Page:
Steel import

The industry notes that the United States is not keeping pace with efforts by China and other countries to evade import tariffs

The American Iron and Steel Institute (AISI) is once again calling on Congress to take steps to update US trade remedy legislation. According to steelmakers, it is not keeping pace with the efforts of China and other countries to circumvent import duties, S&P Global reports.

As AISI CEO Kevin Dempsey noted in an interview with S&P Global, there are very few trade bills at the moment. Lawmakers are interested in addressing trade issues However, according to Dempsey, any laws that do not include measures to improve enforcement will be incomplete.

Recently, AISI sent a letter to the leaders of the House and Senate Ways and Means Committees to justify the need to pass the Playing Field 2.0 Act, which was supported by the steel industry.

This document, in particular, may give the US Department of Commerce the authority to use the countervailing duty law to address the problem of cross-border subsidization. It also addresses the issue of the lack of statutory deadlines for investigations into the circumvention of safeguard measures. According to AISI, this leads to significant delays in industry’s attempts to obtain protection from dumped and subsidized imports.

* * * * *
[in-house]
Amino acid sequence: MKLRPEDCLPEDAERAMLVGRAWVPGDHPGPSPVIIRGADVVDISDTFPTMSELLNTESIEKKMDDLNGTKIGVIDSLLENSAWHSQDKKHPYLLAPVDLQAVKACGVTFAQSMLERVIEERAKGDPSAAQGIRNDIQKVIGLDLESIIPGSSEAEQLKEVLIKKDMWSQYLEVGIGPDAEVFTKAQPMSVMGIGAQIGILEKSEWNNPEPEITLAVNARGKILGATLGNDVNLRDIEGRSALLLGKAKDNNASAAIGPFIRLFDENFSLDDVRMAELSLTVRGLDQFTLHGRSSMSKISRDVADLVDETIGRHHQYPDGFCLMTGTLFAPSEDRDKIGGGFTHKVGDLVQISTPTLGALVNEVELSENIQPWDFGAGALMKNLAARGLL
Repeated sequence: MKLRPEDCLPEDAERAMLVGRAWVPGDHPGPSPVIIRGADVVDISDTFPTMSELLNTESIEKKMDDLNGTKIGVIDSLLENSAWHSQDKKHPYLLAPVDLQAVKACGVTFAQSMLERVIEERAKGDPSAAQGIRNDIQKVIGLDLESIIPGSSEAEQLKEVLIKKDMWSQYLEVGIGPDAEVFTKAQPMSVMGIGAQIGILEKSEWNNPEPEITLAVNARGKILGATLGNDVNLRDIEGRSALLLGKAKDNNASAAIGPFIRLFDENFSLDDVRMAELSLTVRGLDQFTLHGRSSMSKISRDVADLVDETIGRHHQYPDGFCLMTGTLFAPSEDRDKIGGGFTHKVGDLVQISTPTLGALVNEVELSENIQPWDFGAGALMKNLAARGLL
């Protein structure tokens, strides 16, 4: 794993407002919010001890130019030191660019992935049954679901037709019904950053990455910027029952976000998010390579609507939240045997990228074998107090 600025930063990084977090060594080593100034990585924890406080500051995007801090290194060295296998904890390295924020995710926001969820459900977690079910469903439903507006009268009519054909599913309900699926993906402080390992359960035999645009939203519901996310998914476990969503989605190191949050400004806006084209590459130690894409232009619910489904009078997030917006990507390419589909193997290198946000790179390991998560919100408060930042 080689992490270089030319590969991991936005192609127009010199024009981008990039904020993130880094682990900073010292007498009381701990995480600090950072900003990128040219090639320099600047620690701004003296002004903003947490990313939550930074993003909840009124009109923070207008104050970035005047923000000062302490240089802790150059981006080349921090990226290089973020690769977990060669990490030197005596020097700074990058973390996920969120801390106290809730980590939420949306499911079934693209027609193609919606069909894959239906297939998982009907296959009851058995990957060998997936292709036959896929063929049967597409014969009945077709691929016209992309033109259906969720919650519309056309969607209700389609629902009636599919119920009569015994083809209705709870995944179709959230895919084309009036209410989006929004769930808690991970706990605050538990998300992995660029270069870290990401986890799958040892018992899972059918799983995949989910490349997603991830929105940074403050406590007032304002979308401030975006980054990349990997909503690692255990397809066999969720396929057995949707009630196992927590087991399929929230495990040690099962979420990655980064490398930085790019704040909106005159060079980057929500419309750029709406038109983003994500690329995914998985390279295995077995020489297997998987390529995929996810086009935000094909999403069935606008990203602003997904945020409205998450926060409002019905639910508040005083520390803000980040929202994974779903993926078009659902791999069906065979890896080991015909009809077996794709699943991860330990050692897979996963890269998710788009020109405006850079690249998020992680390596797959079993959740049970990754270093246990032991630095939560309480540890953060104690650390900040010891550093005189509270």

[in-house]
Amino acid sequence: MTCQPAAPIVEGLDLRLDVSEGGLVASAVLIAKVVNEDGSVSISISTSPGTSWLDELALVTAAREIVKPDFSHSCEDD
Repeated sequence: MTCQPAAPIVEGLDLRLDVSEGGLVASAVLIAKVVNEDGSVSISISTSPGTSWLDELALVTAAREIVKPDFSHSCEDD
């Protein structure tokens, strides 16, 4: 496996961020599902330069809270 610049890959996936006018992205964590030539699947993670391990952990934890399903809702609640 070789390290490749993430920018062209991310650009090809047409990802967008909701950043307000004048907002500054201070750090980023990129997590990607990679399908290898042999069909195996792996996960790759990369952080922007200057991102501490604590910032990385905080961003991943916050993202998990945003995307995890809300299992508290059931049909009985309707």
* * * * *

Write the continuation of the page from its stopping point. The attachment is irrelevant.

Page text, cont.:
According to Dempsey, the adoption of these measures is now critical in connection with China’s Belt and Road Initiative, as it is used to subsidize Chinese steel producers in the construction of new facilities outside of China and Southeast Asia.

The US steel industry has successfully won more than 150 anti-dumping and countervailing trade cases. However, according to Dempsey, without updating trade remedy legislation, loopholes for duty evasion will continue to exist.

Moving forward with the Playing Field 2.0 Act is the best way to prevent new attempts to circumvent safeguards. However, as the AISI CEO noted, it will not be able to fully address the problems associated with unfair steel trade if the legislation does not keep pace with changes in the market.

As GMK Center reported earlier, last December, groups representing US steelmakers called for legislation in 2024 to support domestic demand and limit imports of carbon-intensive steel from countries such as China. The industry supports the introduction of a cross-border carbon tax in the United States. However, American steelmakers do not approve of the introduction of a levy on domestic production.